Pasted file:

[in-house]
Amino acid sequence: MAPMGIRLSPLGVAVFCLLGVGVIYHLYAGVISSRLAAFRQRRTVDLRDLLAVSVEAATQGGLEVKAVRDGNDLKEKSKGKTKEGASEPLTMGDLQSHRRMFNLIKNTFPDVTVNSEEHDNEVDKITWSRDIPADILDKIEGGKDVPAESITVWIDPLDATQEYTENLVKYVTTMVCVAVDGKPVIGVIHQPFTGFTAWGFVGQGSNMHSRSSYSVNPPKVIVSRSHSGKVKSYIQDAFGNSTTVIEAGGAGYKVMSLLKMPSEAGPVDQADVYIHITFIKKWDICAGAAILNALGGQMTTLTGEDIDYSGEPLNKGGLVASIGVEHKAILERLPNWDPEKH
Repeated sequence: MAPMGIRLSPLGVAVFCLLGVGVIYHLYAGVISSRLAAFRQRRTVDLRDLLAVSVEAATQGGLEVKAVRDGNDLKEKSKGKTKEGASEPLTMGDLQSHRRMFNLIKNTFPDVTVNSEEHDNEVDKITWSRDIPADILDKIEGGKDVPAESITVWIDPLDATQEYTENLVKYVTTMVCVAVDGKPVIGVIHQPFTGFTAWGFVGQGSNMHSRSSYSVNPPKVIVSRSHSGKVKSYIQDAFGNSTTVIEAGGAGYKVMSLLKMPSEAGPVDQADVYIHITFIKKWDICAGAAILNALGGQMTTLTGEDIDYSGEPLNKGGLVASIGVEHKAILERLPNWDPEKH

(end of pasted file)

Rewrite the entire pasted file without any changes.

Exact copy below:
[in-house]
Amino acid sequence: MAPMGIRLSPLGVAVFCLLGVGVIYHLYAGVISSRLAAFRQRRTVDLRDLLAVSVEAATQGGLEVKAVRDGNDLKEKSKGKTKEGASEPLTMGDLQSHRRMFNLIKNTFPDVTVNSEEHDNEVDKITWSRDIPADILDKIEGGKDVPAESITVWIDPLDATQEYTENLVKYVTTMVCVAVDGKPVIGVIHQPFTGFTAWGFVGQGSNMHSRSSYSVNPPKVIVSRSHSGKVKSYIQDAFGNSTTVIEAGGAGYKVMSLLKMPSEAGPVDQADVYIHITFIKKWDICAGAAILNALGGQMTTLTGEDIDYSGEPLNKGGLVASIGVEHKAILERLPNWDPEKH
Repeated sequence: MAPMGIRLSPLGVAVFCLLGVGVIYHLYAGVISSRLAAFRQRRTVDLRDLLAVSVEAATQGGLEVKAVRDGNDLKEKSKGKTKEGASEPLTMGDLQSHRRMFNLIKNTFPDVTVNSEEHDNEVDKITWSRDIPADILDKIEGGKDVPAESITVWIDPLDATQEYTENLVKYVTTMVCVAVDGKPVIGVIHQPFTGFTAWGFVGQGSNMHSRSSYSVNPPKVIVSRSHSGKVKSYIQDAFGNSTTVIEAGGAGYKVMSLLKMPSEAGPVDQADVYIHITFIKKWDICAGAAILNALGGQMTTLTGEDIDYSGEPLNKGGLVASIGVEHKAILERLPNWDPEKH